It was a red-letter day for Lisnafunchin National School when it celebrated 100 years of continuous service to the North Kilkenny community.
An important fixture in the parish of Conahy, Lisnafunchin was one of the first schools opened in the new Free State, and its development has mirrored the growth of the country.
Two-teacher schools continue to be a very important part of primary school education system, and while many have closed or amalgamated over the years, Lisnafunchin National School is very proud to have now reached its centenary year as a stand-alone facility. It is as integral a part of the rural community as it was when it was built in 1922.
Among the dignitaries present for the celebrations were Minister of State for Heritage and Electoral Reform Malcolm Noonan, TD John McGuinness, Cllr Pat Fitzpatrick, Cllr John Brennan and retired Cllr Maurice Shortall.
Following a rendition of Amhrán na bhFiann, Eileen Gunner, Chairperson of the 100 Year Celebration Committee, welcomed past pupils, current pupils and their families as well as invited guests. Ms Gunner acknowledged those that had travelled a great distance to be in attendance and mentioned those who, for various reasons, could not be present for such an auspicious occasion.
A respectful minute’s silence commemorated those members of the school community now deceased. Letters of best wishes from An Taoiseach Mícheál Martin and from Minister for Education, Norma Foley, were read to the large attendance.
Those present were asked to reflect on all the school had accomplished for generations of families and to celebrate the wonderful and superb work that still continued in the school.
In his address, principal Conor Doyle welcomed everyone to the special day marking 100 years of Lisnafunchin NS.
He mentioned the fun the current pupils experienced in the lead-up to the celebration, exploring the history of the school and the Irish education system as well as interviewing the older members of their families and neighbours. Mr Doyle acknowledged the great work of former teachers Ms Lynch, Ms Conry, Master O’Regan, Ms Hackett, Mr Heuston and Ms Mulhall, as well as others who served the children of Lisnafunchin. It was significant, he said, that most of them had stayed in the school until retirement.
Rev Fr Willie Hennessy and Rev Fr Eamonn O’Gorman celebrated a reflective Mass that included contributions from current and past pupils. Music was provided by the current forty-two pupils of Lisnafunchin National School.
Master of Ceremonies, Ms Carol Gunner, invited a number of guests to address the gathering. Minister Noonan, Cllr Fitzpatrick and retired Cllr Shortall all acknowledged the excellent education Lisnafunchin had provided down through the years and was still imparting to the present generation.
They all emphasised the enormous contribution from the local community that had always supported and encouraged the school and its development during its 100-year journey.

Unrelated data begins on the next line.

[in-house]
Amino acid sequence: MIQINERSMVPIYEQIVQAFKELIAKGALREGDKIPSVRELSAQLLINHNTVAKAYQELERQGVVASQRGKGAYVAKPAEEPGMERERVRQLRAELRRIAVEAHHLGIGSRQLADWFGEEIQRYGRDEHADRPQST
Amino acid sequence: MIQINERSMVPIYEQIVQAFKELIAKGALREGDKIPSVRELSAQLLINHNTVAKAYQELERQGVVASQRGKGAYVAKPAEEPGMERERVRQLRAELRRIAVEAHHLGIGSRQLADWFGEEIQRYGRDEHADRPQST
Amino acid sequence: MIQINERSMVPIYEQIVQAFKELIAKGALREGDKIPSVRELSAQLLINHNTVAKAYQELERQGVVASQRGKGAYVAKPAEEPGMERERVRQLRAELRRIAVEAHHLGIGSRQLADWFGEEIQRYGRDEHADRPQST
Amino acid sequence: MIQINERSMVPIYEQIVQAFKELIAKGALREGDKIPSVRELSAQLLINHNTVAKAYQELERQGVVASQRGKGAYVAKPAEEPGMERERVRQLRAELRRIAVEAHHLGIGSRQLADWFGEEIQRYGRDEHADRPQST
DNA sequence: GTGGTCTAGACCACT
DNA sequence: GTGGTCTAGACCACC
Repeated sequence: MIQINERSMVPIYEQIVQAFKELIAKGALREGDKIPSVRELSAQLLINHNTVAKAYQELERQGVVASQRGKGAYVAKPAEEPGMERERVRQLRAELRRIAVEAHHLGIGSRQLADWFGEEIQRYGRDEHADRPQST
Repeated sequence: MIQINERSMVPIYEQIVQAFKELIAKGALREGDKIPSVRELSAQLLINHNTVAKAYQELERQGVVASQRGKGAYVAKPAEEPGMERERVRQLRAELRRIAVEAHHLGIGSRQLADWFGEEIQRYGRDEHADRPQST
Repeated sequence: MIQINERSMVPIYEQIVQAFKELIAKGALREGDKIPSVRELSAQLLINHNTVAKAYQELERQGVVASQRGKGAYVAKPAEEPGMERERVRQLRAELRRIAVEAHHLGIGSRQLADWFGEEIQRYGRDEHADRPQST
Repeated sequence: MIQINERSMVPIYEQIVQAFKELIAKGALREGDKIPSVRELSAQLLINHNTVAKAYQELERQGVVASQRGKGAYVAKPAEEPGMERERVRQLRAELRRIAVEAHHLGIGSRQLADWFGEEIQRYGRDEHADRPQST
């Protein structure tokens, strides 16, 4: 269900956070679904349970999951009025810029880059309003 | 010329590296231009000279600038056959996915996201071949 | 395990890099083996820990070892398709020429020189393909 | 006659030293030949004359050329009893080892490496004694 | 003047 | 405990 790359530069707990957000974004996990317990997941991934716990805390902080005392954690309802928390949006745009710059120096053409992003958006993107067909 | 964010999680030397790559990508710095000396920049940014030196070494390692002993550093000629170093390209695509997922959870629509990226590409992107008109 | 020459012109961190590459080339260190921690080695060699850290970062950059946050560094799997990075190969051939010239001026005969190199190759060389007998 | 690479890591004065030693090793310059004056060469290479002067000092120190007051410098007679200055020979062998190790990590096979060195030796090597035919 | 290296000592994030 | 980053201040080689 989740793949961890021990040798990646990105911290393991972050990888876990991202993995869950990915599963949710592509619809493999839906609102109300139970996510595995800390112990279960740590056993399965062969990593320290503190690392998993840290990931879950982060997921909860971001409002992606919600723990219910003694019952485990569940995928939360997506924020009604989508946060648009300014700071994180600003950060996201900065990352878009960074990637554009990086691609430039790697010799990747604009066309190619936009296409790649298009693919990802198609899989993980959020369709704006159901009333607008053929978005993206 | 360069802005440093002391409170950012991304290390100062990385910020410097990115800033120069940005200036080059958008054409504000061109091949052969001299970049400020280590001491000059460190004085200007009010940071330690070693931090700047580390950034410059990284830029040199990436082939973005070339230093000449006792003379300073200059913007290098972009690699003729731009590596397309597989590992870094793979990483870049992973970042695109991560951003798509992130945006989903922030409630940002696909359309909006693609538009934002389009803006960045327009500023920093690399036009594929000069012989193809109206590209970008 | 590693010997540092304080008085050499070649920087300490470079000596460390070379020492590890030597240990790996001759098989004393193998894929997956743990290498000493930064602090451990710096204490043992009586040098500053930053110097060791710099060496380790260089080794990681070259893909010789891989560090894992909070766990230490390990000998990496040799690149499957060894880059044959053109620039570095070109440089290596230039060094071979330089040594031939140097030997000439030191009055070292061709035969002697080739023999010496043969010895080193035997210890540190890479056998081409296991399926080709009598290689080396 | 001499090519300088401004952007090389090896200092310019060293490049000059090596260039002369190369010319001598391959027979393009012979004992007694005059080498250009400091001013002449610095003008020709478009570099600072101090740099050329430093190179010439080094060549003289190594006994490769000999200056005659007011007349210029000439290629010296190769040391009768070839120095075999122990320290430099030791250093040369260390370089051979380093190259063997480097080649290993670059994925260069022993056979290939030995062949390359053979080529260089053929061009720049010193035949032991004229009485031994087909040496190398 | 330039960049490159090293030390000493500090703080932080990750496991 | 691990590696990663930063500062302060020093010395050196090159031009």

During that time, over 600 pupils have walked through its doors, each with their own unique stories, experiences and memories.
Michael O’Regan, son of Master O’Regan, spoke of his father’s experience in Lisnafunchin as principal for 43 years between 1936 and 1979. Séamus Brennan, past pupil, then gave a history of the school and recalled his own memories of attending Lisnafunchin NS from 1944 until 1952.
Just as the celebration was drawing to an end, the oldest male and female past pupils in attendance, Paddy Healy and Bridie O’Shea, were honoured with presentations made by Leyla-Rose and Madison Healy and Ruby and Alison Dunne.
Earlier, presentations were made to Mr Ger Dunne and to Mr Lar Walsh who could not be in attendance on the day. A celebration cake made by past pupil, Sarah Molloy, was then cut.
Current teacher Jenny Histon presented a bouquet of flowers to retired teacher Eileen Mulhall. The ceremony closed with current pupils performing songs on their violins and tin whistles, finishing with the fitting song ‘We can make a difference’.
Following the ceremony, guests were invited to view displays of old artefacts and memorabilia of the school. Videos of memories sent in by past pupils were on show with current pupils available to assist with the technology.
Refreshments were available in the marquee and the sound of chat, laughter and nostalgic reminiscences filled the school yard for many hours afterwards.
Lisnafunchin National School Board of Management and its 100 Year Celebration Committee wish to thank all who made this special day possible including Kilkenny County Council, Glanbia and Castlecomer Country Life.
Community spirit is strong and there is great confidence the whole school community of Lisnafunchin National School will continue to support the development of the school in the future. Ar scáth a chéile a mhairimid.
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